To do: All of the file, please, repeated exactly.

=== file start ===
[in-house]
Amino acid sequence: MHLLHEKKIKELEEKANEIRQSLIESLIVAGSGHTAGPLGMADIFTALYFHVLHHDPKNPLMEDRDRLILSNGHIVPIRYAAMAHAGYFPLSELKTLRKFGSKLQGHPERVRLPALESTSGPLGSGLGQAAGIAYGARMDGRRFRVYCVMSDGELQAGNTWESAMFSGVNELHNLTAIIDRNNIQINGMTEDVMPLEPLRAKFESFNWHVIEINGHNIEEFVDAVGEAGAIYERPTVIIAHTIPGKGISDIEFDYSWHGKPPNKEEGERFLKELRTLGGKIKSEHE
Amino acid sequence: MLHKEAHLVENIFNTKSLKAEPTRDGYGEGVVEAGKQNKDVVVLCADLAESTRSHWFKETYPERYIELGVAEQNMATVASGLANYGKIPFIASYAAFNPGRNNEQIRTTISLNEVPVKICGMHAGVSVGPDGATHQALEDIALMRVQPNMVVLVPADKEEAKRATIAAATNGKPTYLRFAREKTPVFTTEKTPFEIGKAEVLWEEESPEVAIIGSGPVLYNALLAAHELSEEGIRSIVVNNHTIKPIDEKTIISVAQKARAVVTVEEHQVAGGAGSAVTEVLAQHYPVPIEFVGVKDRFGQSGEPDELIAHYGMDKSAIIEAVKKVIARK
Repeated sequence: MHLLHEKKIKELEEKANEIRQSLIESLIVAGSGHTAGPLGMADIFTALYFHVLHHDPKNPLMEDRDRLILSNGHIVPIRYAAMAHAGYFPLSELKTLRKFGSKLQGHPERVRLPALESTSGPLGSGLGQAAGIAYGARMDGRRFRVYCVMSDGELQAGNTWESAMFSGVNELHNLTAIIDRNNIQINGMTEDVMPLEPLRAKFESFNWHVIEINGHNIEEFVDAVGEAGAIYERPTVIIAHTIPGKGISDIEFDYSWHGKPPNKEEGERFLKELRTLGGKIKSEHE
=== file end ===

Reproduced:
[in-house]
Amino acid sequence: MHLLHEKKIKELEEKANEIRQSLIESLIVAGSGHTAGPLGMADIFTALYFHVLHHDPKNPLMEDRDRLILSNGHIVPIRYAAMAHAGYFPLSELKTLRKFGSKLQGHPERVRLPALESTSGPLGSGLGQAAGIAYGARMDGRRFRVYCVMSDGELQAGNTWESAMFSGVNELHNLTAIIDRNNIQINGMTEDVMPLEPLRAKFESFNWHVIEINGHNIEEFVDAVGEAGAIYERPTVIIAHTIPGKGISDIEFDYSWHGKPPNKEEGERFLKELRTLGGKIKSEHE
Amino acid sequence: MLHKEAHLVENIFNTKSLKAEPTRDGYGEGVVEAGKQNKDVVVLCADLAESTRSHWFKETYPERYIELGVAEQNMATVASGLANYGKIPFIASYAAFNPGRNNEQIRTTISLNEVPVKICGMHAGVSVGPDGATHQALEDIALMRVQPNMVVLVPADKEEAKRATIAAATNGKPTYLRFAREKTPVFTTEKTPFEIGKAEVLWEEESPEVAIIGSGPVLYNALLAAHELSEEGIRSIVVNNHTIKPIDEKTIISVAQKARAVVTVEEHQVAGGAGSAVTEVLAQHYPVPIEFVGVKDRFGQSGEPDELIAHYGMDKSAIIEAVKKVIARK
Repeated sequence: MHLLHEKKIKELEEKANEIRQSLIESLIVAGSGHTAGPLGMADIFTALYFHVLHHDPKNPLMEDRDRLILSNGHIVPIRYAAMAHAGYFPLSELKTLRKFGSKLQGHPERVRLPALESTSGPLGSGLGQAAGIAYGARMDGRRFRVYCVMSDGELQAGNTWESAMFSGVNELHNLTAIIDRNNIQINGMTEDVMPLEPLRAKFESFNWHVIEINGHNIEEFVDAVGEAGAIYERPTVIIAHTIPGKGISDIEFDYSWHGKPPNKEEGERFLKELRTLGGKIKSEHE